5. They Have Free Time All Week Long!
    I wish! I work 55 hours a week then hold events all weekend! Free time depends on occupation and hobbies in America. Some have as many hobbies as Japanese, some choose to vegetate on the couch!

    6. Knowing how to use sarcasm is a must to communicate with an American.
    I would agree with this, as much of my humour is derived from sarcasm. The “air quotes” are uncommon however, and as stated before on Tokyo5, being able to read between the lines of sarcasm is key in America. As a sarcastic yet shy person, sometimes I am tricked by said sarcasm!

    7. They tend to horse laugh, even the women. It’s how they show they’re honest.
    This is definitely true! Uma is my spirit animal as it is, so laughing like a horse comes naturally to me. My wife loves my big throaty laugh- it’s how I show you I am genuinely interested and entertained by what you have to say. Conversely, I have dental issues, so I also tend to self-consciously cover my mouth when I laugh, as showing my teeth is hard for me. I can understand where hiding one’s mouth is culturally significant, especially in the context of masculinity/femininity in Japan. I feel as though if I visited, I’d be quickly compartmentalized into an outsider, despite my genuine love and interest in the culture, specifically for my laugh. It’s hard to think about, because I love to laugh, and I don’t like to hold it in!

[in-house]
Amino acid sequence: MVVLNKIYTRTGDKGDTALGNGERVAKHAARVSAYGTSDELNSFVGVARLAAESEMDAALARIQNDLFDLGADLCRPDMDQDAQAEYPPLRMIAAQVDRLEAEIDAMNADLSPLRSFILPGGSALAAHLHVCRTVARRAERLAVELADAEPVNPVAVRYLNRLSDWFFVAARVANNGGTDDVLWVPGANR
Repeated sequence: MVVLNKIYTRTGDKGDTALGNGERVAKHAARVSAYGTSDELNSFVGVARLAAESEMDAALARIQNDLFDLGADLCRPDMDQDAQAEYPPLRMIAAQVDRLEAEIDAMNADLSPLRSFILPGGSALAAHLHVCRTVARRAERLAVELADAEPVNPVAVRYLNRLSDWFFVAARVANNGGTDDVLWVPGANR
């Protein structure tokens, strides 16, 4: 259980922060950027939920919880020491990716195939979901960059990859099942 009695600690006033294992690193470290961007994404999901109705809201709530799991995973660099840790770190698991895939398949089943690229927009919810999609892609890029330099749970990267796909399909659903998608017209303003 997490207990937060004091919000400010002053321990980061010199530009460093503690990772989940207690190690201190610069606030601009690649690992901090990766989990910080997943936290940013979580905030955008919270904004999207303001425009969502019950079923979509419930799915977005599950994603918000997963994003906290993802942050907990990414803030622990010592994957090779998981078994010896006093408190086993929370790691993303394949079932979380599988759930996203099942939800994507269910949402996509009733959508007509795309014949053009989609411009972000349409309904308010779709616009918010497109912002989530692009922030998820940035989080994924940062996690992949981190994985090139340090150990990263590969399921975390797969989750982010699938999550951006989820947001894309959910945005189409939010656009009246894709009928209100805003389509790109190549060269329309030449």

9. Their vending machines are ridiculously limited and dishonest.
    Yes. Our vending machines are silly and awful. I don’t drink soda or eat junk food, so I don’t use vending machines, ever!

    10. But darn it all, they’re so weirdly optimistic you just can’t stay irritated at them.